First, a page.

GAZETTE: The policy brief talks about the health impacts of wildfires. Maybe I just wasn’t paying attention when I was a kid in New England, but I don’t remember my throat getting scratchy because of wildfires in California and western Canada.

SALAS: The extreme heat, combined with the extended drought — which climate change has its fingerprints all over — triggered a record-breaking wildfire season in the western U.S. in 2020. It’s a trend that’s continued into 2021. And in July 2021, wildfire smoke from California’s massive Dixie fire reached as far east as Maine, impacting air quality across the East Coast. This contributed to New York City having its worst air quality in 15 years.

Evidence from 2020 showed that particulate matter, one of the many harmful components of wildfire smoke, was upwards of 14 times the current health-based limits of air quality in the vicinity of the wildfires and could still be four times that limit 600 miles away. This highlights that we are all interconnected in this crisis and that what is happening halfway across the country can have clear implications for health everywhere. I saw hazy skies when we had poor air quality because of those wildfires, and it was harming both me and my patients.

GAZETTE: Is there evidence that the smoke may get more toxic on the way across the country?

SALAS: There is emerging science that the particulate matter from wildfires may be 10 times more harmful than particulate matter in air pollution from other sources. In addition, it seems that the health harms from wildfire smoke may be worse farther away from the fire. Scientists think that could be because of a process called oxidation, which is a chemical reaction that happens as wildfire smoke is in the air longer. There are other factors as well, like perhaps people not recognizing the health-harming dangers of this air pollution and so not protecting themselves. This is one of many critical areas that we need to understand better so we can best protect health, especially for those most vulnerable.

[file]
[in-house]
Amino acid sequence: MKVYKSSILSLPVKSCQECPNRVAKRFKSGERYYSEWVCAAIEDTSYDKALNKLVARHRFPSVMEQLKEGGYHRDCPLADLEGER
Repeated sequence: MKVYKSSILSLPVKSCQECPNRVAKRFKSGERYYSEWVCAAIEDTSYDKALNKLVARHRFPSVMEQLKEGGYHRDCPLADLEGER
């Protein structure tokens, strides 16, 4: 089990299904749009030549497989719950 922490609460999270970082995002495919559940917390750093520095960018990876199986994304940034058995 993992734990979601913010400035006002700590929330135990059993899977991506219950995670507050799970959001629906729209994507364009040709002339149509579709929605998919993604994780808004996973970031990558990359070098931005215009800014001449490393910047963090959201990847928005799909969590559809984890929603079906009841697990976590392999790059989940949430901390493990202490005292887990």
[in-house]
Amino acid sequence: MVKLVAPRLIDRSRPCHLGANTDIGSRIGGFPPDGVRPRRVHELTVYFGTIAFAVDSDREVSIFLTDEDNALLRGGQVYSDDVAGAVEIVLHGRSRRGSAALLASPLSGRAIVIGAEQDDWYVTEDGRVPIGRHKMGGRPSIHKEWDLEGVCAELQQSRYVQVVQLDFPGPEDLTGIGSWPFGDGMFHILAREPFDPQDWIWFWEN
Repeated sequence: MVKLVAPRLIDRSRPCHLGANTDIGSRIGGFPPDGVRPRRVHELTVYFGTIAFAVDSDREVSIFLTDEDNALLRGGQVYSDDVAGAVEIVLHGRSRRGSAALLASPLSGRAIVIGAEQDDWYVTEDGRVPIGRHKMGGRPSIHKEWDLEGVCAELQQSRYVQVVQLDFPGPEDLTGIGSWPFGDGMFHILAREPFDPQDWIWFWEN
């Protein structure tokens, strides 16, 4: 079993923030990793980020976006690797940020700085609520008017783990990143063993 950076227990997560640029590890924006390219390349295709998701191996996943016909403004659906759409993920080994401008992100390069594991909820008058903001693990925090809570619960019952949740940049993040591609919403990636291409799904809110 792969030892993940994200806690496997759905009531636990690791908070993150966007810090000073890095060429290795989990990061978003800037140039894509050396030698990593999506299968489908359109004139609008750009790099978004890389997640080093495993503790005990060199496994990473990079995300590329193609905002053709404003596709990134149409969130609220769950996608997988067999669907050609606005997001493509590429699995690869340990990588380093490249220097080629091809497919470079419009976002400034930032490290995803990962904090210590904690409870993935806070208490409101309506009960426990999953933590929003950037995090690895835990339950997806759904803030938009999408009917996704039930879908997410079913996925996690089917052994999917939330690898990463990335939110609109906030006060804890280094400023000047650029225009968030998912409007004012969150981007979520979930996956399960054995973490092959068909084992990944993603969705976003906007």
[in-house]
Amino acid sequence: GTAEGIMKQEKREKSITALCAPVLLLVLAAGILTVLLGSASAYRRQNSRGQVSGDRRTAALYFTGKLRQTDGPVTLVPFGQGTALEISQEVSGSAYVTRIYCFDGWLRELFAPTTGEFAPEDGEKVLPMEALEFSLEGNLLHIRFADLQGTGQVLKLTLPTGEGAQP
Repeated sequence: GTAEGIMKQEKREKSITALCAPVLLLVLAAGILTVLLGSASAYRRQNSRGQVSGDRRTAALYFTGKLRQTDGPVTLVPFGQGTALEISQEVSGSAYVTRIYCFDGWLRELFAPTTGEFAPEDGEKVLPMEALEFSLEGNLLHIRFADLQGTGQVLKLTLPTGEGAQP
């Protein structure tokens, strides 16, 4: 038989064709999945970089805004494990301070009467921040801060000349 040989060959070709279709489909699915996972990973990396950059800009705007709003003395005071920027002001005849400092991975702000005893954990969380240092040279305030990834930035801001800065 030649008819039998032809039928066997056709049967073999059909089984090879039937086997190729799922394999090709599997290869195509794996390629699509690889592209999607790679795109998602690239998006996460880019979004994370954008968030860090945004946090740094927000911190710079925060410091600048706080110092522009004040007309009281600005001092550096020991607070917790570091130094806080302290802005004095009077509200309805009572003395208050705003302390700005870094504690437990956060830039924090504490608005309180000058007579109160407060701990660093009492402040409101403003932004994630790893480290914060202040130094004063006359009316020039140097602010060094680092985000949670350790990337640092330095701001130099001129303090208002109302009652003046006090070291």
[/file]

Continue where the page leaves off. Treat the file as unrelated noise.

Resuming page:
GAZETTE: During those smoke episodes, did you see any change in the emergency room at MGH?

SALAS: The health harms can range from the subtle — like a transient cough and mild sore throats, like you experienced — to the really severe, like worsening of lung diseases, higher risks of preterm birth, and death. So, it has clear implications for health, the conditions I will treat, and even the number of patients I’m going to see in the emergency department.

GAZETTE: The brief talks about Dengue fever, a disease I think most Americans aren’t familiar with. What is Dengue fever and why might it become a bigger hazard?

SALAS: Dengue is a disease transmitted by mosquitoes, which is worsening around the world, in part because of climate change. It is altering temperature, rainfall, and humidity, making the environment increasingly suitable for Dengue to spread through mosquitoes. Our new data shows that the transmission potential for Dengue in the U.S. is rising. This transmission potential was on average over 50 percent higher in the past five years compared to the 1950s. It briefly rose above one for the first time in the U.S. in 2017. A transmission potential above one, as we’ve become more familiar with during the COVID-19 pandemic, could potentially lead to an outbreak on U.S. soil under the right conditions. This really highlights the importance of research on future health threats, so we can prepare.

GAZETTE: They call Dengue break-bone fever because of the bone and muscle pain it brings. Is it really that unpleasant to get?

SALAS: Yes, the symptoms can range from the mild — essentially a flu-like illness — to causing severe illness and death, especially if you get the disease a second time.